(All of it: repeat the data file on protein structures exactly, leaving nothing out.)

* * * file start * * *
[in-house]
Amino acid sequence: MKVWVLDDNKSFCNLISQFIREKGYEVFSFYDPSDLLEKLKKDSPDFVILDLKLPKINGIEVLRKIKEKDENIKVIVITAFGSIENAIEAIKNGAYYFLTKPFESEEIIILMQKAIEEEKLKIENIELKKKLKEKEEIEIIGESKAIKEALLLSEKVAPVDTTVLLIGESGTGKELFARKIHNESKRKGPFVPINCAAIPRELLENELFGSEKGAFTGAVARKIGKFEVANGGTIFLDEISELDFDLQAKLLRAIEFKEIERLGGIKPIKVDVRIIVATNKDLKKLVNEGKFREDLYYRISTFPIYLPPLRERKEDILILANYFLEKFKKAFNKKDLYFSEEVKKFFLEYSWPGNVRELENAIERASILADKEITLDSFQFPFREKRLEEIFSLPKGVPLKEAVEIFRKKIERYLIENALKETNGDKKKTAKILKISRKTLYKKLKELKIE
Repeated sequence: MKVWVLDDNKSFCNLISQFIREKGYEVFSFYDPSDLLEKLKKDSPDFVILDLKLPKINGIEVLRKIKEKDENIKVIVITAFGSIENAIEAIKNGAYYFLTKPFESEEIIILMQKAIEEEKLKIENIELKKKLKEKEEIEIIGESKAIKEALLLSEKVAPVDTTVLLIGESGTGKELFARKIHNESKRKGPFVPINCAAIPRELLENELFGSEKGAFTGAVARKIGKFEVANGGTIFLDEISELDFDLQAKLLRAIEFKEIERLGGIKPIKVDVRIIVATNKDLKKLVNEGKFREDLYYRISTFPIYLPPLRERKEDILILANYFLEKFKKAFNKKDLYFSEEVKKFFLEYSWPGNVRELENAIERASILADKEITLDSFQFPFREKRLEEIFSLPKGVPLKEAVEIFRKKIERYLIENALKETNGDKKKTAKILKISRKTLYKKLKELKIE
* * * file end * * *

[in-house]
Amino acid sequence: MKVWVLDDNKSFCNLISQFIREKGYEVFSFYDPSDLLEKLKKDSPDFVILDLKLPKINGIEVLRKIKEKDENIKVIVITAFGSIENAIEAIKNGAYYFLTKPFESEEIIILMQKAIEEEKLKIENIELKKKLKEKEEIEIIGESKAIKEALLLSEKVAPVDTTVLLIGESGTGKELFARKIHNESKRKGPFVPINCAAIPRELLENELFGSEKGAFTGAVARKIGKFEVANGGTIFLDEISELDFDLQAKLLRAIEFKEIERLGGIKPIKVDVRIIVATNKDLKKLVNEGKFREDLYYRISTFPIYLPPLRERKEDILILANYFLEKFKKAFNKKDLYFSEEVKKFFLEYSWPGNVRELENAIERASILADKEITLDSFQFPFREKRLEEIFSLPKGVPLKEAVEIFRKKIERYLIENALKETNGDKKKTAKILKISRKTLYKKLKELKIE
Repeated sequence: MKVWVLDDNKSFCNLISQFIREKGYEVFSFYDPSDLLEKLKKDSPDFVILDLKLPKINGIEVLRKIKEKDENIKVIVITAFGSIENAIEAIKNGAYYFLTKPFESEEIIILMQKAIEEEKLKIENIELKKKLKEKEEIEIIGESKAIKEALLLSEKVAPVDTTVLLIGESGTGKELFARKIHNESKRKGPFVPINCAAIPRELLENELFGSEKGAFTGAVARKIGKFEVANGGTIFLDEISELDFDLQAKLLRAIEFKEIERLGGIKPIKVDVRIIVATNKDLKKLVNEGKFREDLYYRISTFPIYLPPLRERKEDILILANYFLEKFKKAFNKKDLYFSEEVKKFFLEYSWPGNVRELENAIERASILADKEITLDSFQFPFREKRLEEIFSLPKGVPLKEAVEIFRKKIERYLIENALKETNGDKKKTAKILKISRKTLYKKLKELKIE